[0083] The push-pull signal PP output from the subtractor 78 is supplied to an oscilloscope 81. The oscilloscope 81 samples the push-pull signal PP and, for example, displays the section corresponding to the LPP in the push-pull signal PP.

[0084] The oscilloscope 81 is connected to a personal computer (PC) 82. The PC 82 calculates the threshold value by an operation described later using the level data of the push-pull signal PP stored in the internal memory (a sample memory 93 to be described later, for example) of the oscilloscope 81. The PC 82 is connected to a D/A converter 83, The D/A converter 83 converts the slice level calculated by the PC 82 into an analog signal. The output signal from the D/A converter 83 is supplied as the threshold signal for binarization to the binarization circuit 79.

[0085] The connection of the PC 82 with the oscilloscope 81 and the D/A converter 83 is based on certain interface standards like GPIB, 10BASE-T or RS-232C, for example.

[0086] The signal output from the binarization circuit 79 (Pre-pit detection signal PPD) is supplied to an error rate detection circuit (not shown) and the error rate corresponding to the supplied signal is detected there.

[0087] The oscilloscope 81 may have, for example, the configuration as shown in FIG. 17. Specifically, the oscilloscope 81 comprises an A/D converter 91, a control circuit 92, a sample memory 93, a display memory 94, X and Y drivers 95 and 96, a display panel 97, an operation section 98, and an interface 99. The A/D converter 91 converts the input analog signal to a digital signal. The control circuit 92 sequentially writes the sample data of the digital signal obtained by the A/D converter 91 to the sample memory 93, reads out the data to be displayed from the sample memory 93, and writes the data to the display memory 94 for development. The X and Y drivers 95 and 96 drive the display panel 97 corresponding to the data written to the display memory 94 and have the display panel 97 display the waveform of the input analog signal. The interface 99 is a circuit based on GPIB, 10BASE-T, RS-232C or some other interface standard for connection with the PC 82 as described above and transfers the data written to the sample memory 93 to the PC via the control circuit 92. In addition, the interface 99 relays and supplies the instructions from the PC to the control circuit 92.

[0088] In the optical disc inspection device with such a configuration, the push-pull signal PP output from the subtractor 78 is supplied to the oscilloscope 81 for a certain inspection period, and at the oscilloscope 81, the push-pull signal PP is sampled by the A/D converter 91 according to the high frequency clock, and the control circuit 92 sequentially stores such sampling data in the memory 93. In addition to data storage to the memory 93, the control circuit 92 can also read out the data and supply the data to the display memory 94 so that the waveform is displayed on the display panel 97. The lead-out timing may be, for example, set corresponding to the instruction from the operation section 98 and thus, the waveform of the LPP section, which indicates the address, can be displayed.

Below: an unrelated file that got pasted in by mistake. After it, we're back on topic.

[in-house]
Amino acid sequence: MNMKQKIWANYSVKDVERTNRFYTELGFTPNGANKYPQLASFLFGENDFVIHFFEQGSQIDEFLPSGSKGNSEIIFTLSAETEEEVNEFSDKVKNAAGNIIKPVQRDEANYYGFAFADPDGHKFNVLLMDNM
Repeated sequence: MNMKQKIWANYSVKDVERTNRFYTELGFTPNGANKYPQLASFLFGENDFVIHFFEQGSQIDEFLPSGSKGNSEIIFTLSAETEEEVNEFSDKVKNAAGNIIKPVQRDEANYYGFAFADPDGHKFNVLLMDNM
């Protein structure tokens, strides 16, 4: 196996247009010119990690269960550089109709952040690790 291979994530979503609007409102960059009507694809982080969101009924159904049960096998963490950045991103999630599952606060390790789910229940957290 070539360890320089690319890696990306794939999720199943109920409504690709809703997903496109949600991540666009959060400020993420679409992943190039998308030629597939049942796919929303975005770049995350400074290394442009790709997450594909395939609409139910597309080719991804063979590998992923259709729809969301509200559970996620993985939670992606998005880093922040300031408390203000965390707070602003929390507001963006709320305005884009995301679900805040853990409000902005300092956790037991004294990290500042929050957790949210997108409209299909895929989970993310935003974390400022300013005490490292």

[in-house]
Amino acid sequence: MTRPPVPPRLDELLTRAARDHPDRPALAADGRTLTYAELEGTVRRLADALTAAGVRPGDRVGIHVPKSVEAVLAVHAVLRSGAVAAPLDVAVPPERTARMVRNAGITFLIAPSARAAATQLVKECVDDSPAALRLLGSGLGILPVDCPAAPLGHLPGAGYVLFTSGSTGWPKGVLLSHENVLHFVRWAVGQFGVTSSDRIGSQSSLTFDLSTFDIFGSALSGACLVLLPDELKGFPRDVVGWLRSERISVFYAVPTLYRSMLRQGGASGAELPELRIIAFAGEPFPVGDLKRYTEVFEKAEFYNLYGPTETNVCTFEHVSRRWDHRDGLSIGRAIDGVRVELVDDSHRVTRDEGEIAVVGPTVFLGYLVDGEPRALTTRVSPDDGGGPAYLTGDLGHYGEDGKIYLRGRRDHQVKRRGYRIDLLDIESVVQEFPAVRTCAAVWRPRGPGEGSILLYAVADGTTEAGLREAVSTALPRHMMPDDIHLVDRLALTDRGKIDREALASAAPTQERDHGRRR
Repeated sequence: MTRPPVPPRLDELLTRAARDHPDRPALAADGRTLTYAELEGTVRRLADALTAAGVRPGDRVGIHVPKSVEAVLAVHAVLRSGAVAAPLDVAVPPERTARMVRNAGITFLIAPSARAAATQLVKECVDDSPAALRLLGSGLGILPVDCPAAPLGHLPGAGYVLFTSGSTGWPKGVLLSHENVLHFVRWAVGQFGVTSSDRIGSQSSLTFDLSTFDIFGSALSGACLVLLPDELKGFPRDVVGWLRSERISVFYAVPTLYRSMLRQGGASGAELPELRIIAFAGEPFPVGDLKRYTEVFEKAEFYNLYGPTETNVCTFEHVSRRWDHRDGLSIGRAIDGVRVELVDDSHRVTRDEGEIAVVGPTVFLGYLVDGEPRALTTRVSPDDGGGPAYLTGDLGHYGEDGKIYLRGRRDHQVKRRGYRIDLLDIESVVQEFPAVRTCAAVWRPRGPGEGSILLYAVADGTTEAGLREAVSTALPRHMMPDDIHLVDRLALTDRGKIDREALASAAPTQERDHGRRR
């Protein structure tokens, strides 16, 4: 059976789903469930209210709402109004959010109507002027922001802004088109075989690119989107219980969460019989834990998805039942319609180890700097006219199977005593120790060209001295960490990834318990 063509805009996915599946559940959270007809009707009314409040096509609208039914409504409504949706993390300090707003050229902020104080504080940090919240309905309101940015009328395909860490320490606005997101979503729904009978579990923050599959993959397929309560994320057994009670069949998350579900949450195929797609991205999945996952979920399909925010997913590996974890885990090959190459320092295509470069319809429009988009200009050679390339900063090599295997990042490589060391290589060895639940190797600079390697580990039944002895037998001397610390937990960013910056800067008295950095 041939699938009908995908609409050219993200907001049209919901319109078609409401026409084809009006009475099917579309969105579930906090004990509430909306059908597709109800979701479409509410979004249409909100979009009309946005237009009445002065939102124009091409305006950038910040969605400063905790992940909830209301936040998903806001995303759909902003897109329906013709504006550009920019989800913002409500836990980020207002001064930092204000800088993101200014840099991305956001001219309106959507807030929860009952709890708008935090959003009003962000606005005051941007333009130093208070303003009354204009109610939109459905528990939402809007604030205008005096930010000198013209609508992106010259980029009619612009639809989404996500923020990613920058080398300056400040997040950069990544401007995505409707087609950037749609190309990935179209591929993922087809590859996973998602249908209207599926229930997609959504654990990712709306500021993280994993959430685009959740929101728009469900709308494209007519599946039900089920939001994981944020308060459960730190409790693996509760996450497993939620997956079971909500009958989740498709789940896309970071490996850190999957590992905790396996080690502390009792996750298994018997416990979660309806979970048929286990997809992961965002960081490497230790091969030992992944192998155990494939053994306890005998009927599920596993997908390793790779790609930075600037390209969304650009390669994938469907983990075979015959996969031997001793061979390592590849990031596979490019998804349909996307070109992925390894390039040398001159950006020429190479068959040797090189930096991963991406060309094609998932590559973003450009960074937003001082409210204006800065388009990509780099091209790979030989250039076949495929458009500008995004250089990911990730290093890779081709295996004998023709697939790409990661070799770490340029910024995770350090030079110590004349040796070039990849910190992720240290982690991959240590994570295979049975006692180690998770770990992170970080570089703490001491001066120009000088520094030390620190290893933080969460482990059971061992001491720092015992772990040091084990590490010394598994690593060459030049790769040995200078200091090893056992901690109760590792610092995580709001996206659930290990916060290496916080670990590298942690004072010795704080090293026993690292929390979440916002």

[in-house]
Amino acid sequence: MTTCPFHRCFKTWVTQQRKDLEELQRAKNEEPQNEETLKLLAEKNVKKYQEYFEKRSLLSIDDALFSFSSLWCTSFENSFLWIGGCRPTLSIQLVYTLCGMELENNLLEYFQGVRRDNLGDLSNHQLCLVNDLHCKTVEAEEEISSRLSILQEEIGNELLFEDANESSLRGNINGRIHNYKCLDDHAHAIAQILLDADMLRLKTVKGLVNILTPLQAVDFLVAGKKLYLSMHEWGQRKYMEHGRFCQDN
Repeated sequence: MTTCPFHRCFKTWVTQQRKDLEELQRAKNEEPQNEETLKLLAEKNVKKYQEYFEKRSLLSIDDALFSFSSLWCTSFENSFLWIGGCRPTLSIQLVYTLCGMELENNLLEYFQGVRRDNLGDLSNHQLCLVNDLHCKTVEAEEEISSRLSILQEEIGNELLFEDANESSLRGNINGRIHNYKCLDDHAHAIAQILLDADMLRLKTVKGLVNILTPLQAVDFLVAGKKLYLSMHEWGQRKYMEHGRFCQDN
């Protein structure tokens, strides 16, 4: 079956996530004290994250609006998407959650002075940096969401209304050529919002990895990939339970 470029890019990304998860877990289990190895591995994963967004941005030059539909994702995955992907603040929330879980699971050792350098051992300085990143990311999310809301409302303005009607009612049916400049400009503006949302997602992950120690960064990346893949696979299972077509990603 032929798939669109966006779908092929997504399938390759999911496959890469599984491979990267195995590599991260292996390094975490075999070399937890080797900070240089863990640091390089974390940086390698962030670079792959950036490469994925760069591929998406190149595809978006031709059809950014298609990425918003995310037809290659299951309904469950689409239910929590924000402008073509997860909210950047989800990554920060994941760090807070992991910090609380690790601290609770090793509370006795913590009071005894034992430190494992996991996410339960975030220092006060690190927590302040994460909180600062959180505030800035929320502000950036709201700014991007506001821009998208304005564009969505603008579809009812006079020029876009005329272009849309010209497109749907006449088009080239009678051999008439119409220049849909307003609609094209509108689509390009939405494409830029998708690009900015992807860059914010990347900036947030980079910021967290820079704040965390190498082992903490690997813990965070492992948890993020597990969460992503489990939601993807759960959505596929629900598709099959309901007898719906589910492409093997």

[0089] By giving instructions to the control circuit 92 of the oscilloscope 81 via the interface 99, the PC 82 can read out and fetch the sample data stored in the sample memory 93.

[0090] The PC 82 calculates the threshold TH by the threshold calculation operation as shown in FIGS. 10 and 11. Note that the storage area and data signals formed in the memory 66 in FIGS. 10 and 11 during the threshold calculation operation by the PC 82 are formed in the internal memory (not shown) of the PC 82.

[0091]FIG. 18 shows, as another embodiment of the present invention, another configuration example of the threshold setting circuit 35. The threshold setting circuit 35 in FIG. 18 comprises a comparator 111, a peak hold circuit 112, A/D converters 113 and 114, a CPU 115, a D/A converter 116, a 14T mark detection circuit 117, a sample pulse generator 118, and a delay circuit 119. The comparator 111 compares the push-pull signal (groove wobble signal) and the reference signal to generate a binary signal. The output binary signal from the comparator 111 is supplied to the peak hold circuit 112. The peak hold circuit 112 detects the negative peak value of the push-pull signal in the period when the binary signal is 0 and holds it during such period, and clears the peak value it has held when the binary signal is 1. Two A/D converters 113 and 114 are connected to the output of the peak hold circuit 112. The A/D converters 113 and 114 sample the peak hold level held by the peak hold circuit 112 in response to different sampling timing signals, convert the sampled data into digital data, and supply the digital data to the CPU 115.